The Uphill Path to Mental Health: A Book Review By E. Fuller Torrey, MD.

In this review of Thomas Insel’s book, one doctor analyzes the uphill path from mental illness to mental health.

Violence & Mental Illness: An Unlikely Pair Tell Their Stories To Help Others

Vince with his mother, Dr. Claudia Granata, before her murder.

(10-18-22) Individuals with mental illnesses are more likely to be victims of crimes, rather than perpetrators. But a small percentage commit violent crimes and, what too often goes unnoticed, is that much of this violence is aimed at their own family members and caregivers.

A study published in the Clinical Social Work Journal noted that family violence has increased during the Covid crisis.

“Although most persons living with serious mental illness (SMI) do not act violently, this population is at a modestly increased risk of engaging in violence, with family members being the most common victims. Consequently, evidence suggests that a sizable minority of family members—many of whom are caregivers—have experienced violence by their relative with SMI. The risk of conflict and violence in families of persons with SMI is likely currently heightened due to a range of challenges resulting from the COVID-19 pandemic (e.g., interruption in treatment services and the occurrence of arguments while sheltering in place together).”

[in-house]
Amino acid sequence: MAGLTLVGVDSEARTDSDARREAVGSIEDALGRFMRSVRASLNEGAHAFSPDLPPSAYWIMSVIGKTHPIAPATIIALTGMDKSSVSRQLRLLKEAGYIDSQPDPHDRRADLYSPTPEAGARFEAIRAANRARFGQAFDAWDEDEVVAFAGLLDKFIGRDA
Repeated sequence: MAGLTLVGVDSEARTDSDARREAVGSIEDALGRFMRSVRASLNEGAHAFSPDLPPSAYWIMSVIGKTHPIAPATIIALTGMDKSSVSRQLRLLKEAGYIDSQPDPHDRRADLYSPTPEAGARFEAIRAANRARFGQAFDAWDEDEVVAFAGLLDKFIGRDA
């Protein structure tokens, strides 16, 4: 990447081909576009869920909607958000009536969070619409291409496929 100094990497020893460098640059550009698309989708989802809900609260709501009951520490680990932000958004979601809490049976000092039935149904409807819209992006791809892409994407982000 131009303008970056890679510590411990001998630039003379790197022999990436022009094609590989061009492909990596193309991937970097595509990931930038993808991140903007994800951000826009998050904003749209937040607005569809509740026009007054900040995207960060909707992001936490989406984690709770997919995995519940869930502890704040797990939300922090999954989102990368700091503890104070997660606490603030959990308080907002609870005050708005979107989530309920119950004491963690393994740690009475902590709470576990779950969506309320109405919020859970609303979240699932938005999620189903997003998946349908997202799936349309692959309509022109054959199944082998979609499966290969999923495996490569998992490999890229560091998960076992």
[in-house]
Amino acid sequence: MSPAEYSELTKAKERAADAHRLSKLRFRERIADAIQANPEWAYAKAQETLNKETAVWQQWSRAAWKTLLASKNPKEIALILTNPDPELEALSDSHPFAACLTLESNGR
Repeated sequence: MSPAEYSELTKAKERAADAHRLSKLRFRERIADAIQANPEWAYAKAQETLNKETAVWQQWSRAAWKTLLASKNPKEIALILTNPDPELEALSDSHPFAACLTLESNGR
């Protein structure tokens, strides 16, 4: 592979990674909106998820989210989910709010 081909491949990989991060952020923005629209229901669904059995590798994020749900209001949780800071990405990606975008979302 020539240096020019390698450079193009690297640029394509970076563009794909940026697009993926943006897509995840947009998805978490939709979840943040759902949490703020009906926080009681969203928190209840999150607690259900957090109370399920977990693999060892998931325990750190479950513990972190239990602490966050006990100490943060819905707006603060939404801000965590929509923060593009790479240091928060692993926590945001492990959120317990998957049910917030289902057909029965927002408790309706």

Two men whose lives were dramatically changed by family violence recently contacted me. Though their friendship may seem unlikely (because they come from different vantage points), they are now speaking out to help others and to push for treatment before tragedy.

Mother Is Murdered

“My family’s story is a tragic one,” Vince Granata told me in an email. “My little brother, Tim, began struggling with schizophrenia. At nineteen, away from home at college, his world transformed. He became convinced that his landlord was poisoning his food, that one of his classmates wore a necklace that was a demonic amulet, that shadows chased him across campus. Over the next three years, Tim struggled to find support and received only intermittent help from his college’s counseling services. Eventually, he returned home to our mother’s care.”